Marketing Collateral Damage: The UFC’s Marketing Department Should Do Better

As an 80s child and growing up in the era of video clubs (not video stores like Blockbuster, but little mom and pop video clubs where you had to pay $10 a month to rent videos), one of the things I found most magical was VHS cover art.  I’d comb through aisles, not necessarily looking for anything in particular, but looking to the cassette cover art for videos I would have never be able to rent because I was underage.

The fantasy/sci-fi section always had the best cover art simply because of the genre, but the best cover art also seemed to always have similar traits: they were rendered illustrations, they showed not only the characters but the setting, and they tried to have a really interesting tagline.  They did more than inform.  In short, they told a story.  Some of the gems I remember from my youth included:


1984 - Deathstalker (VHS)


That’s not to say just because they had interesting or attention-getting artwork that the movie was necessarily good, but it did the job.  It got me hooked enough to want to invest time to see the movie.  The opposite could also be said for the movies where the marketing department simply mailed it in.  Nothing about the following movies really stood out, and so I never made the attempt to see any of them (except for Stone Cold, that movie is a guilty pleasure even if the cover art was lousy), and I dare you to say that any of these look remotely interesting:




Honestly, there is an art to marketing posters that seems to be lost on the UFC’s marketing department.  Fight fans are days away from the second-ever event in Abu-Dhabi with a card that can only be seen on the UFC’s Fight Pass subscription service, featuring a main event between heavyweights Big Nog, Antônio Rodrigo Nogueira and Roy Big Country Nelson (a battle of the Bigs!), and this is what the UFC’s marketing department has trotted out to entice viewers who don’t already subscribe to the service:


Click to embiggen… everything but Big Nog’s Arm.

This is the official poster for the event.  Someone looked at this and said, “Oh yeah.  That’s the one.” Cue the sad trombone.

Forget for the moment that Big Nog has an atrophied left arm.  Forget the fact that said arm has Roy Nelson’s right arm moving through it like a ghost.  Forget the fact that Big Country’s head is contorted into a position that could only happen if the bones in his neck were removed.  Forget the fact that they have shaved down the one part of the body that Roy Nelson finds the most marketable about himself outside of his hair.  Really forget about all of this.  We should all be so lucky.

Shouldn’t consumers expect more? Shouldn’t the UFC expect more? After all, it puts a great deal of emphasis on making sure its fighters perform to the satisfaction of its fans as well as the promotion. With the expansion of events in 2014 due to Fight Pass and the need for more quality fighters to fill those cards, perhaps the UFC’s marketing department needs performance incentives as well because the marketing collateral for UFC Fight Night: Nogueira vs. Nelson shouldn’t have made it past the draft stage.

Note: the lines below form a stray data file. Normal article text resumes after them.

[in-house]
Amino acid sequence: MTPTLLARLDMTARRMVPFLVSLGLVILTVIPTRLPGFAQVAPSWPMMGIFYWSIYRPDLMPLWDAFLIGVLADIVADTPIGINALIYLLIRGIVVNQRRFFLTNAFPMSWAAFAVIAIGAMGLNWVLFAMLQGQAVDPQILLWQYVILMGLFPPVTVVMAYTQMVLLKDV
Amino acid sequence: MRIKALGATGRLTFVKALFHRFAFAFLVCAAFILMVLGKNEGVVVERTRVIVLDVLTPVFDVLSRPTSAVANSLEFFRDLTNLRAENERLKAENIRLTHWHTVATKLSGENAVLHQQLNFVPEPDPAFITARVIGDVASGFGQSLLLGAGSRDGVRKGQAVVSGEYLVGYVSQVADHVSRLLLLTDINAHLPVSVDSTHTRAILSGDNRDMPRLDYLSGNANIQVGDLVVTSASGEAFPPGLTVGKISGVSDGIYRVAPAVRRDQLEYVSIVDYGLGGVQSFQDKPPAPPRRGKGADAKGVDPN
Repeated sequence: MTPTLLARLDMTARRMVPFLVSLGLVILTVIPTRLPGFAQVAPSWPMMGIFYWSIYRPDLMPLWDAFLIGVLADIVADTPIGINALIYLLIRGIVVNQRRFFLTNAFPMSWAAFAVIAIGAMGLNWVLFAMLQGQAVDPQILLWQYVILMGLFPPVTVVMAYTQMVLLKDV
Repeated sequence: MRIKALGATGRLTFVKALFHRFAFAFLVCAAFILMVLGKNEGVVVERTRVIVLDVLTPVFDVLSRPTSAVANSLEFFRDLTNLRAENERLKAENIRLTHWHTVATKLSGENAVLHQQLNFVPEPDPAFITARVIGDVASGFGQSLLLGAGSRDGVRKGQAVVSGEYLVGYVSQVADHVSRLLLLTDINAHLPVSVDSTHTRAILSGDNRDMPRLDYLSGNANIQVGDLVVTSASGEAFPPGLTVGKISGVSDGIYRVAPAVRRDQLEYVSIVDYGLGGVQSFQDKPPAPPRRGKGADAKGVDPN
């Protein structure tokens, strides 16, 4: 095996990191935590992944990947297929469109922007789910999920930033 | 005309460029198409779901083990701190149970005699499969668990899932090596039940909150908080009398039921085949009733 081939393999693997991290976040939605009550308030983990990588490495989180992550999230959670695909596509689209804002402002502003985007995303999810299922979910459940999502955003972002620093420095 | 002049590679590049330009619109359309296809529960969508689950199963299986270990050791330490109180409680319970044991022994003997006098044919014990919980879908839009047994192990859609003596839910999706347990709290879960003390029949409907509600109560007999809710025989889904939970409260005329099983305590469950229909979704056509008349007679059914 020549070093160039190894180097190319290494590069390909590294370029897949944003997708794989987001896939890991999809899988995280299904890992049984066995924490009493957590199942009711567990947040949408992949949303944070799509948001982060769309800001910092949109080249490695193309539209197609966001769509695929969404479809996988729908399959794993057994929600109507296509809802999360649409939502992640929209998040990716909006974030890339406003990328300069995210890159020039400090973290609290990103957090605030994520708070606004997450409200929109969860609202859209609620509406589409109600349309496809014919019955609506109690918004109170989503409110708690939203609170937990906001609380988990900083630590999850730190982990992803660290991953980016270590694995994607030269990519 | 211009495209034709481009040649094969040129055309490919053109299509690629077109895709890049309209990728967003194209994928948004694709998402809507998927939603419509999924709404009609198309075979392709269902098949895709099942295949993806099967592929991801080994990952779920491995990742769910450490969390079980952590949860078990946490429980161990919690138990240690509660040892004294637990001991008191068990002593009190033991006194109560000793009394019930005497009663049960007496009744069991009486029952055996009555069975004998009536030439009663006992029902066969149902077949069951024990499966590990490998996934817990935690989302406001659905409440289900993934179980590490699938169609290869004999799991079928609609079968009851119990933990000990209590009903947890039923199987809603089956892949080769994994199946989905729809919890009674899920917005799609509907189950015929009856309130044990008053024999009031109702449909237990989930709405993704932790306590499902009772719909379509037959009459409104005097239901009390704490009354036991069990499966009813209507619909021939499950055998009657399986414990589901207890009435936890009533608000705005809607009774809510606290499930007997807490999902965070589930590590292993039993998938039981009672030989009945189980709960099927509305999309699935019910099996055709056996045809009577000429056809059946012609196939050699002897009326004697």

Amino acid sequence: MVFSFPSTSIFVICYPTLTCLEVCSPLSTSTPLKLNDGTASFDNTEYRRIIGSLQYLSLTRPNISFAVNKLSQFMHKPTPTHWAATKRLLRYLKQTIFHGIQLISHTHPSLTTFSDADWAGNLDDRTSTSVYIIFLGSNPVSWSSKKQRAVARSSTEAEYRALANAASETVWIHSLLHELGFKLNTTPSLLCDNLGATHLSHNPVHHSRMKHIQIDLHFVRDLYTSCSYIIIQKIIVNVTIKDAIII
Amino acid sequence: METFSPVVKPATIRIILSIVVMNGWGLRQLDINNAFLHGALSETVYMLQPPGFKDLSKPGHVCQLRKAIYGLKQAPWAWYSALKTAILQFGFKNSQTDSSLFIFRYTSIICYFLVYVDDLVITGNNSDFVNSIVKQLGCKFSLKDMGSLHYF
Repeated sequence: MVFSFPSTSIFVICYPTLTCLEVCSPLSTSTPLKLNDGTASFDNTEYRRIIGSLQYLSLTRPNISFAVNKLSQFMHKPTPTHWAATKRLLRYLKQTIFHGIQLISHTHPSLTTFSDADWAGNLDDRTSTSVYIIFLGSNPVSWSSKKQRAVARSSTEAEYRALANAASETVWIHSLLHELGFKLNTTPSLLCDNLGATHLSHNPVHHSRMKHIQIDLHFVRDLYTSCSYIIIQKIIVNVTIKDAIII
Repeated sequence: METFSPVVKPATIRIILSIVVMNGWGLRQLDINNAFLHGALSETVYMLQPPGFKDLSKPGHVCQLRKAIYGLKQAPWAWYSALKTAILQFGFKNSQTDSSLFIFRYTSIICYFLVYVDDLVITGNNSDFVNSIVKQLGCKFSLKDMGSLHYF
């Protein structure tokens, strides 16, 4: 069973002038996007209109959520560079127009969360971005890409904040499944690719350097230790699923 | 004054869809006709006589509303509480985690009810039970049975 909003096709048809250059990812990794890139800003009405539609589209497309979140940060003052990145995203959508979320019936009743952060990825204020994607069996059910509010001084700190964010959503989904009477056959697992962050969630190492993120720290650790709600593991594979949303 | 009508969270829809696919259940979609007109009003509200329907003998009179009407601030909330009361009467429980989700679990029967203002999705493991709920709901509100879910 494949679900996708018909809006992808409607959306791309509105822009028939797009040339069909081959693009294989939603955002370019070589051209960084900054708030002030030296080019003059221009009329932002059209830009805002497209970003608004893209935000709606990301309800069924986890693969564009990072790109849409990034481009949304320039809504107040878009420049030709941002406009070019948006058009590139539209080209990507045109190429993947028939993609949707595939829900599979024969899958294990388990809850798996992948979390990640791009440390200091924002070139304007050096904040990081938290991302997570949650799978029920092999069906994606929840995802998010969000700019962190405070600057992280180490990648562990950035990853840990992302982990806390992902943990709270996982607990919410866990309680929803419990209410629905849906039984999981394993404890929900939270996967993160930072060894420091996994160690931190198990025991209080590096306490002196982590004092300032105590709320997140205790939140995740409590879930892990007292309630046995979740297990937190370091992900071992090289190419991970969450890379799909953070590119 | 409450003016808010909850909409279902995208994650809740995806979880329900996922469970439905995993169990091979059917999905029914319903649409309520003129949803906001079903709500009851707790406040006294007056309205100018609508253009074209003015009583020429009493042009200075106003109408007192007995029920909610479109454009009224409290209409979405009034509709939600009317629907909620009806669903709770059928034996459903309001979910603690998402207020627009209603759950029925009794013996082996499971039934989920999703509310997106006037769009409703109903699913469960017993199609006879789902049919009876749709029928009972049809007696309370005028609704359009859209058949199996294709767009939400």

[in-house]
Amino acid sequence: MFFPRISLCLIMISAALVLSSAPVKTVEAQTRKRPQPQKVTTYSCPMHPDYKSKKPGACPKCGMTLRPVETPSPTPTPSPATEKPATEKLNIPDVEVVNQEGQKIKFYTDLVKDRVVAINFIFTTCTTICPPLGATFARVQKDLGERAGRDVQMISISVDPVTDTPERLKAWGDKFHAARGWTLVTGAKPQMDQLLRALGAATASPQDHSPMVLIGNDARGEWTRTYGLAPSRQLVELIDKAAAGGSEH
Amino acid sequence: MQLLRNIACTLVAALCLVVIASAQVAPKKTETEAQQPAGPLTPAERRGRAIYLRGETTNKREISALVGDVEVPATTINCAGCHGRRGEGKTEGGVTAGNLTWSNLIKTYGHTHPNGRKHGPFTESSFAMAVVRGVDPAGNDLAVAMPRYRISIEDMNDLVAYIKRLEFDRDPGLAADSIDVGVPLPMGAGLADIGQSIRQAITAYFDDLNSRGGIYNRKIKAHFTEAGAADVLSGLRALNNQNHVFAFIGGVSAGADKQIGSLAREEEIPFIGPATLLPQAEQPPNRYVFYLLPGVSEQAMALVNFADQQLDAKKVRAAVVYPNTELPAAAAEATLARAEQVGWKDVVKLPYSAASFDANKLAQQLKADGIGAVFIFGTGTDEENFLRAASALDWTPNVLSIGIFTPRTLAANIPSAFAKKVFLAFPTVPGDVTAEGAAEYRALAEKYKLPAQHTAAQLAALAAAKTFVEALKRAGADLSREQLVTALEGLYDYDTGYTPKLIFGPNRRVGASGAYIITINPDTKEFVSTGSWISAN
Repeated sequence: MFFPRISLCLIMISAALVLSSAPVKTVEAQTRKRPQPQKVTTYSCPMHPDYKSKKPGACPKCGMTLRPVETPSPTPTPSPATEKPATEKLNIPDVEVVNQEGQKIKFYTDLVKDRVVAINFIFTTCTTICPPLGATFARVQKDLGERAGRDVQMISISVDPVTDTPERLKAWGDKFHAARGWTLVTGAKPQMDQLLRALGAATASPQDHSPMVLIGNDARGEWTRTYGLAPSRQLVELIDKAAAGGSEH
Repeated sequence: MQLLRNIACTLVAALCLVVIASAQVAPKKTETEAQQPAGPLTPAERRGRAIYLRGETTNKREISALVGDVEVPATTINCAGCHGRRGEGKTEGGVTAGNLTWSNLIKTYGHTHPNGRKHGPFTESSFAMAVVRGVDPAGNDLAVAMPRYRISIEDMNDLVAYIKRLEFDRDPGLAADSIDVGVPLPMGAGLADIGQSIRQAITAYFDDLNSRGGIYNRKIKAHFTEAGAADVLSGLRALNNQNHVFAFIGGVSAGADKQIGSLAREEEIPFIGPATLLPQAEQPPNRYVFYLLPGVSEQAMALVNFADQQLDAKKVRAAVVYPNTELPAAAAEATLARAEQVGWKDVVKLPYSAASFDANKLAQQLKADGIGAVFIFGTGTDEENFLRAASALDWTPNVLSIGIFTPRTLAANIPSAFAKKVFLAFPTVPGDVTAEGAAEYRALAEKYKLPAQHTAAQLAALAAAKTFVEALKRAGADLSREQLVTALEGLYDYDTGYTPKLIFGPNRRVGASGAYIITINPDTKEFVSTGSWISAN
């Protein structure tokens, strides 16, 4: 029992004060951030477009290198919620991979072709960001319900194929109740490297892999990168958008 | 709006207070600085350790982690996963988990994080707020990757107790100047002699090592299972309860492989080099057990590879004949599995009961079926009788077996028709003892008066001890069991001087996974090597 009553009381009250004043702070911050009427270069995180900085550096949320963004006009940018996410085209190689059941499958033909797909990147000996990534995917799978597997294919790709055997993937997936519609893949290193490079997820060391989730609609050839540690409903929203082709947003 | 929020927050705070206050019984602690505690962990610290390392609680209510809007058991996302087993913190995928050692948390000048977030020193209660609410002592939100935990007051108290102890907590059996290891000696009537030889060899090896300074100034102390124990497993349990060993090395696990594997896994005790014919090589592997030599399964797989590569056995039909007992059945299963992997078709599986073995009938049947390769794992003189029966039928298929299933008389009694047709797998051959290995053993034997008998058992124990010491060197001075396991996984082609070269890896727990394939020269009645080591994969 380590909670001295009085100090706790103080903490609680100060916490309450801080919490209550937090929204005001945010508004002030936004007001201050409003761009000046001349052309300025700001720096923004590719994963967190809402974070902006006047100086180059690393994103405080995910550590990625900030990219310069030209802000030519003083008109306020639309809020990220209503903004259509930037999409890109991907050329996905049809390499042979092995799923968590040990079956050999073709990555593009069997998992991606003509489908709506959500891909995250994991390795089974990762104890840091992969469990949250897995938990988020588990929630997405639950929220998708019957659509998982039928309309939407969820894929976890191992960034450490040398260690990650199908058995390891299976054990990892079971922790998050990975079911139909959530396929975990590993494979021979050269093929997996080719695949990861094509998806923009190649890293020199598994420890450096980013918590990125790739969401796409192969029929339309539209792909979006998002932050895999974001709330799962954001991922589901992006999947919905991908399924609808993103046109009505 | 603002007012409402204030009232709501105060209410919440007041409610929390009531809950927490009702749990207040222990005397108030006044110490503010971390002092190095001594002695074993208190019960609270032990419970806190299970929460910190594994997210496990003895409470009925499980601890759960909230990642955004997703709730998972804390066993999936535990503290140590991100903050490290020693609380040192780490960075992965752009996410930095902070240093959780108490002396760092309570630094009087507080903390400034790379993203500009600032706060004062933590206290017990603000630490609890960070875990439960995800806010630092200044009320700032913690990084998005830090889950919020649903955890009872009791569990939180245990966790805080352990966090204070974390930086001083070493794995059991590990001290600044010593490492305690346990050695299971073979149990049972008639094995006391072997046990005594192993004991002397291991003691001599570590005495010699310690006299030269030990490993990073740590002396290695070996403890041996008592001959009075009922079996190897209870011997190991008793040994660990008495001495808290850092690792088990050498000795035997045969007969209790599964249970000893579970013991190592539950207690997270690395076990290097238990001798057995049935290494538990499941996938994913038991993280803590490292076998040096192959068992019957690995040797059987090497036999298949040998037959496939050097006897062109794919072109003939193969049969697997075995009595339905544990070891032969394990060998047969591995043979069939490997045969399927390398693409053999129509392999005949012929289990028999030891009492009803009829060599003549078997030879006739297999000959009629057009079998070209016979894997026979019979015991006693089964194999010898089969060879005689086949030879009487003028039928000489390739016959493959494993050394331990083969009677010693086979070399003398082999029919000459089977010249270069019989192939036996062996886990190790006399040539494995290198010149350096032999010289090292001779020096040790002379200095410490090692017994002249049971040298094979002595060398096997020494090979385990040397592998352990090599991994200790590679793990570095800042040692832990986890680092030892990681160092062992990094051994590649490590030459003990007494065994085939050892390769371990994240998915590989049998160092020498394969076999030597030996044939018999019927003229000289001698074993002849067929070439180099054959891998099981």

By in large, the UFC’s posters are stylized to one speed: informative.  There is a checklist/style guide, and the UFC sticks to it with some regularity:

  • photo of the main event/featured fighters
  • logo
  • date
  • location
  • sponsors

No muss, no fuss. It’s a pretty hard formula to screw up, but it’s effective.  It follows a similar pattern already put in place and doesn’t rock the boat.  However, with the new subscription-based service still in its infancy, it seems that the marketing machine at the UFC’s disposal would want to do everything it can to advertise Fight Pass as something unique.  There’s an opportunity there.

The “hardcore” MMA fans have had this discussion for years, especially regarding the comparisons to the posters Pride FC would use to advertise their events.  With the Pride FC posters, the marketing materials were small works of art that caught the eye:




Yes, the audience and Japanese market is different, and the product itself was different, and maybe it doesn’t make sense for the UFC to adopt the exact same style to advertise its own events stateside, but it seems as though the Fight Pass service deserves something more unique than the same one used for the PPV model, especially with the customer facing materials it produces.

To the UFC’s credit, it does move away from the traditional mold occasionally (hello gorgeous), and even it misses the mark now and again (I’m looking at you UFC 122), it at least calls enough attention to itself that it makes the average customer do a double take.  That’s never a bad thing.

The risk in using a formula that is tried and true is that the output becomes formulaic.  There is little room for surprise or opportunity in something templatized.  The posters then become a metaphor for the bigger issues the UFC seems to be struggling with as it grows.  After all, how does a marketing machine justify something special for a card headlined by Jimi Manua and Nate Marquardt when the fight itself raises eyebrows?

The UFC may not be able to make each card a unique and wonderful snowflake, but it can at least act like each card is a unique and wonderful snowflake.  Or it can at least do the public the courtesy of lying to them in the marketing materials.

Wrestlemania XXX vs. Game of Thrones Season 4 Premiere


Of all the weekends to go without a major MMA event (sorry, but Kongo pulling at Vitaly Minakov’s shorts for 25 minutes and Minakov’s striking Kongo in the testicles doesn’t cut it), the UFC picked the perfect weekend to go dark.  Between the Final Four and NASCAR’s Sprint Cup Duck Commander 500 at Texas Motor Speedway in my own backyard of North Texas, the end of the NBA’s regular season, and Wrestlemania 30, a UFC card would have been a bridge too far.  And this is just the sports (and sports entertainment) arena.  For the dramatic contingent among you, the zombie apocalypse that is Walking Dead Sundays is replaced by the return of Game of Thrones.